12. In a machine for handling metal sheet materials, a longitudinally extending conveyor structure comprising a plurality of elongate roller supporting units in the form of elongate channel members spaced transversely of a center unit, each of said channel members having rollers mounted thereon in longitudinally spaced relation with the rollers on the outermost units at a higher elevation than the rollers on the units which are disposed inwardly thereof so as to form a sheet supporting bed which bows downwardly about a longitudinal line intermediate the outermost units so as to enable a sheet carried thereon to bow downwardly along a longitudinal line and magnets positioned in said bed inwardly of the outermost units so as to apply magnetic force to a sheet carried thereon and cause the sheet to bow downwardly along said longitudinal line so as to stiffen the sheet for better longitudinal movement.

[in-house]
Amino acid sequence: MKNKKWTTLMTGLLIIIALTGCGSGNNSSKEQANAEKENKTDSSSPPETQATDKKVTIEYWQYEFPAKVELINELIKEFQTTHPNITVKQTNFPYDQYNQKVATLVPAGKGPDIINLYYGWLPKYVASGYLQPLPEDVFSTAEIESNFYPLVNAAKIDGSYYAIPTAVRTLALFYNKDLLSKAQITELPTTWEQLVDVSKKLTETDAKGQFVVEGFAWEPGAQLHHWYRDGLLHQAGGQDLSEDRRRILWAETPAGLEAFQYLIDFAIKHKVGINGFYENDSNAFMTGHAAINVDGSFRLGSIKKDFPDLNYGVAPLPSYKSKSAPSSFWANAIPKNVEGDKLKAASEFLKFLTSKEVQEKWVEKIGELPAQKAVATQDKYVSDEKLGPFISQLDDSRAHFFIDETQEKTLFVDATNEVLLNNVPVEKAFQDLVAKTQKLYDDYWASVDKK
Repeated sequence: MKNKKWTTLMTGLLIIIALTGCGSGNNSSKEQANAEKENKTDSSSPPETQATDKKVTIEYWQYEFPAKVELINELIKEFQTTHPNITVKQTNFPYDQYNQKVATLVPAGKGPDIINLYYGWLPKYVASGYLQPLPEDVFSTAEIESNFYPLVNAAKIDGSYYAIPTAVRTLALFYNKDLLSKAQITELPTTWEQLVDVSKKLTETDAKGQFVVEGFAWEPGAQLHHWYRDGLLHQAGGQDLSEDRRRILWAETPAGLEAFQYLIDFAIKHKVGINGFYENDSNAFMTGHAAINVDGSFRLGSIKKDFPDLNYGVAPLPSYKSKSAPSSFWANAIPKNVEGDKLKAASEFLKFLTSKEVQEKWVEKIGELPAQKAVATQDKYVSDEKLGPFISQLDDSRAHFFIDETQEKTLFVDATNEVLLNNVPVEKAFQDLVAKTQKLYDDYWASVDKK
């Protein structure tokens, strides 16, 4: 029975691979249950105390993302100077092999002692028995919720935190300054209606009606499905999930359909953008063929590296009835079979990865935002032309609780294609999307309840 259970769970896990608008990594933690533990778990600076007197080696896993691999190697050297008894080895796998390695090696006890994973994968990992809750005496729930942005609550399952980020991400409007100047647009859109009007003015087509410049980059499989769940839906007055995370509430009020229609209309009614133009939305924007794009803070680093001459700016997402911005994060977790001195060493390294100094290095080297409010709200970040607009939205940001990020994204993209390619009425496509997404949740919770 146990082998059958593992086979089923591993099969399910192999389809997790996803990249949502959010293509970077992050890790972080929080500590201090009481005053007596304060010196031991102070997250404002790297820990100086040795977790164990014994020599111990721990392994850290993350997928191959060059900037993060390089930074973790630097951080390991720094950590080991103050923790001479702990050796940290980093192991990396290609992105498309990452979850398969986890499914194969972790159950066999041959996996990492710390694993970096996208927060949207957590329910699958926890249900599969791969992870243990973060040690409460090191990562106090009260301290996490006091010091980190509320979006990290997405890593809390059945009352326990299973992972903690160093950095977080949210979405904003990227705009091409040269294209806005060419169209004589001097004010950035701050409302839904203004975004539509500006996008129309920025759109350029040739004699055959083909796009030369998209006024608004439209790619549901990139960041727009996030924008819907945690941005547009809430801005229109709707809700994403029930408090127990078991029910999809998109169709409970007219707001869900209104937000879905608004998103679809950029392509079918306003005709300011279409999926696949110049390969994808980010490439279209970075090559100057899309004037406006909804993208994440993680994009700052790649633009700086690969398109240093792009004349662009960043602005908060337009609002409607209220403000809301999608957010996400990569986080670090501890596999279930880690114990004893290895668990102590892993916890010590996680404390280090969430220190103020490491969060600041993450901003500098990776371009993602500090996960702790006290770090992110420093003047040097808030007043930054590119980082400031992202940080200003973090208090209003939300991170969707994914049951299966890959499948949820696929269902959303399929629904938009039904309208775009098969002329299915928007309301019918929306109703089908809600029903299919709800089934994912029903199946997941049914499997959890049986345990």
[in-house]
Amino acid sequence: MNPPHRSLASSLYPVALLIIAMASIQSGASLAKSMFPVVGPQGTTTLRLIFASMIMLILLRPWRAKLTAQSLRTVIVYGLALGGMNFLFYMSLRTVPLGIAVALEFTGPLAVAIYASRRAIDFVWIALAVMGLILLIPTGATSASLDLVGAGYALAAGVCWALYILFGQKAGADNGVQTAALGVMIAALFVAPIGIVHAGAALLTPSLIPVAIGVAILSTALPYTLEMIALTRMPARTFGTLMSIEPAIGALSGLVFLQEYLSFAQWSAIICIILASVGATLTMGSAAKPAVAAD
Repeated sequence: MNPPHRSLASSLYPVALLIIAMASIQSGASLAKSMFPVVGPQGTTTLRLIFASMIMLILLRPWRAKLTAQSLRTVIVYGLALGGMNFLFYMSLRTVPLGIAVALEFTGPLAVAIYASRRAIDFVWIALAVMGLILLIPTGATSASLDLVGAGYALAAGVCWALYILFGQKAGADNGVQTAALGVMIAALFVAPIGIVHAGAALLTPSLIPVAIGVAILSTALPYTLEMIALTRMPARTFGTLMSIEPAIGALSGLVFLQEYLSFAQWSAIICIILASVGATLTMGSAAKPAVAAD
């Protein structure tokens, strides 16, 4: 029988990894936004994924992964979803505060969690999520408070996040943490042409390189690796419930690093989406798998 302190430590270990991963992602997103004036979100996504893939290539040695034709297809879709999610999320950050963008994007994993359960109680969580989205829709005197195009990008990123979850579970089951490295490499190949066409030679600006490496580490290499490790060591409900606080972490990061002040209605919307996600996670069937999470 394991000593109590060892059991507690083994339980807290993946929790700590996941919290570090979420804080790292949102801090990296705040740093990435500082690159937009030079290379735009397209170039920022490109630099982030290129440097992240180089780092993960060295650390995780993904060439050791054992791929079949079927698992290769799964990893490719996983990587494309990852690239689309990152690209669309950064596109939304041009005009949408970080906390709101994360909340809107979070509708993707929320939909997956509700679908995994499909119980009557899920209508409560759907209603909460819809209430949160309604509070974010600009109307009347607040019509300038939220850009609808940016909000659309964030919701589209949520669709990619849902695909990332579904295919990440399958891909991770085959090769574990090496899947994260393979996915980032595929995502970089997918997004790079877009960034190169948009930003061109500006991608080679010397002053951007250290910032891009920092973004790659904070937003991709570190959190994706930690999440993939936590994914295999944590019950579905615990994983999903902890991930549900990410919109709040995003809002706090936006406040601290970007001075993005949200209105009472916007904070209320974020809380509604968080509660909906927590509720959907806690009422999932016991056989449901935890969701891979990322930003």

13. A machine for handling metal sheets of material responsive to magnetic forces, said machine comprising an elongate upright frame structure arranged to provide longitudinally aligned and spaced first and second sheet receiving areas each adapted to accommodate a plurality of sheets in stacked relation, a first longitudinally extending conveyor means arranged to advance sheets received thereon in a longitudinal path for deposit in said first sheet receiving area, a second longitudinally extending conveyor means arranged to advance sheets received thereon in a longitudinal path for deposit in said second sheet receiving area, said longitudinally extending conveyors each comprising a series of rail-like skate roller supporting members arranged in side-by-side relation with alternate roller support members mounted for adjustment in the direction longitudinally of the machine, an infeed conveyor means having a sheet discharging end positioned to deliver sheets to said first longitudinally extending conveyor means, means for driving said infeed conveyor to advance sheets thereon, an elongate overhead sheet carrying magnetic conveyor arranged above said discharging end of said infeed conveyor and extending to a point above said second longitudinally extending conveyor, means for driving said overhead magnetic conveyor to advance sheets carried thereon in said longitudinal path and control means for controlling said overhead magnetic conveyor so as to enable sheets to be selectively delivered by the infeed conveyor to said first longitudinally extending conveyor for deposit in said first sheet receiving area, or to said overhead magnetic conveyor for advance to said second longitudinally extending conveyor for deposit in said second sheet receiving area.